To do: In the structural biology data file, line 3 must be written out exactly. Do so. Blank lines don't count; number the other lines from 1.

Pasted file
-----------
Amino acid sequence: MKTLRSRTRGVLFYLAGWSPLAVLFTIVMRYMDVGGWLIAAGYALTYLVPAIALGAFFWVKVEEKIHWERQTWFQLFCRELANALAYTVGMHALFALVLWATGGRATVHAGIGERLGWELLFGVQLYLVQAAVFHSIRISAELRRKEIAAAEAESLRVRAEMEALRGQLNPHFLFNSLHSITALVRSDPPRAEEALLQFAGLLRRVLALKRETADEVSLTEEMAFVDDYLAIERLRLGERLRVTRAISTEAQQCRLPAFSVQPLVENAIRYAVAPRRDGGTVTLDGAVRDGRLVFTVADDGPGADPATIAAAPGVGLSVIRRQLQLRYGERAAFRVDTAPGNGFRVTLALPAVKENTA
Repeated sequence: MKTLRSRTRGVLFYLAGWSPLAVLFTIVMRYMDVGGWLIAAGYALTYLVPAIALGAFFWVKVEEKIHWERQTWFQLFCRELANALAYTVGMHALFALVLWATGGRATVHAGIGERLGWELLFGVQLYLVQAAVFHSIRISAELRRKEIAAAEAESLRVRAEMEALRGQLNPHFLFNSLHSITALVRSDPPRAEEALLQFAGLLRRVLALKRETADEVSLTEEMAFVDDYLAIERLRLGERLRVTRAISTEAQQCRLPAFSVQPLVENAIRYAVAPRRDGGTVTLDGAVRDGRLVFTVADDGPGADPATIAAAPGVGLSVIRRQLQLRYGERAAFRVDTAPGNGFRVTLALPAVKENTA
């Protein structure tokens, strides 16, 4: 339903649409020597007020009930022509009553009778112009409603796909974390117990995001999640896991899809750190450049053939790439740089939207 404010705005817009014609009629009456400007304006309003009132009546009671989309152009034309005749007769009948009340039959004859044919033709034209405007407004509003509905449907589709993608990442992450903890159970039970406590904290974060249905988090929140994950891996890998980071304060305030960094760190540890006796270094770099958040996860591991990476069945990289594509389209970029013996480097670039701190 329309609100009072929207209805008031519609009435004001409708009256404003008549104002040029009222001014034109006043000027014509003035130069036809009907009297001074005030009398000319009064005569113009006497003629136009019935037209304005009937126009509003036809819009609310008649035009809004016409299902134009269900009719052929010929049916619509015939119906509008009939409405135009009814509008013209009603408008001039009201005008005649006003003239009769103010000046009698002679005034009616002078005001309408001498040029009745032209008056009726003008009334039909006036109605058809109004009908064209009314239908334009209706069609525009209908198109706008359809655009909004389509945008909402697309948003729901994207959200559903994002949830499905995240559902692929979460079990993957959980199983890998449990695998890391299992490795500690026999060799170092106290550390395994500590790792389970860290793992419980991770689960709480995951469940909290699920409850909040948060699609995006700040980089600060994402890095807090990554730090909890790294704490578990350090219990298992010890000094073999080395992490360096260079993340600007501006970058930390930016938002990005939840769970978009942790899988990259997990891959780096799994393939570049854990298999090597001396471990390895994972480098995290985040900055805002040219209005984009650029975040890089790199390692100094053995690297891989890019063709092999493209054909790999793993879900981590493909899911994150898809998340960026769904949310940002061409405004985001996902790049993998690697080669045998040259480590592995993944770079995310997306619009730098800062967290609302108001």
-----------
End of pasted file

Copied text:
């Protein structure tokens, strides 16, 4: 339903649409020597007020009930022509009553009778112009409603796909974390117990995001999640896991899809750190450049053939790439740089939207 404010705005817009014609009629009456400007304006309003009132009546009671989309152009034309005749007769009948009340039959004859044919033709034209405007407004509003509905449907589709993608990442992450903890159970039970406590904290974060249905988090929140994950891996890998980071304060305030960094760190540890006796270094770099958040996860591991990476069945990289594509389209970029013996480097670039701190 329309609100009072929207209805008031519609009435004001409708009256404003008549104002040029009222001014034109006043000027014509003035130069036809009907009297001074005030009398000319009064005569113009006497003629136009019935037209304005009937126009509003036809819009609310008649035009809004016409299902134009269900009719052929010929049916619509015939119906509008009939409405135009009814509008013209009603408008001039009201005008005649006003003239009769103010000046009698002679005034009616002078005001309408001498040029009745032209008056009726003008009334039909006036109605058809109004009908064209009314239908334009209706069609525009209908198109706008359809655009909004389509945008909402697309948003729901994207959200559903994002949830499905995240559902692929979460079990993957959980199983890998449990695998890391299992490795500690026999060799170092106290550390395994500590790792389970860290793992419980991770689960709480995951469940909290699920409850909040948060699609995006700040980089600060994402890095807090990554730090909890790294704490578990350090219990298992010890000094073999080395992490360096260079993340600007501006970058930390930016938002990005939840769970978009942790899988990259997990891959780096799994393939570049854990298999090597001396471990390895994972480098995290985040900055805002040219209005984009650029975040890089790199390692100094053995690297891989890019063709092999493209054909790999793993879900981590493909899911994150898809998340960026769904949310940002061409405004985001996902790049993998690697080669045998040259480590592995993944770079995310997306619009730098800062967290609302108001």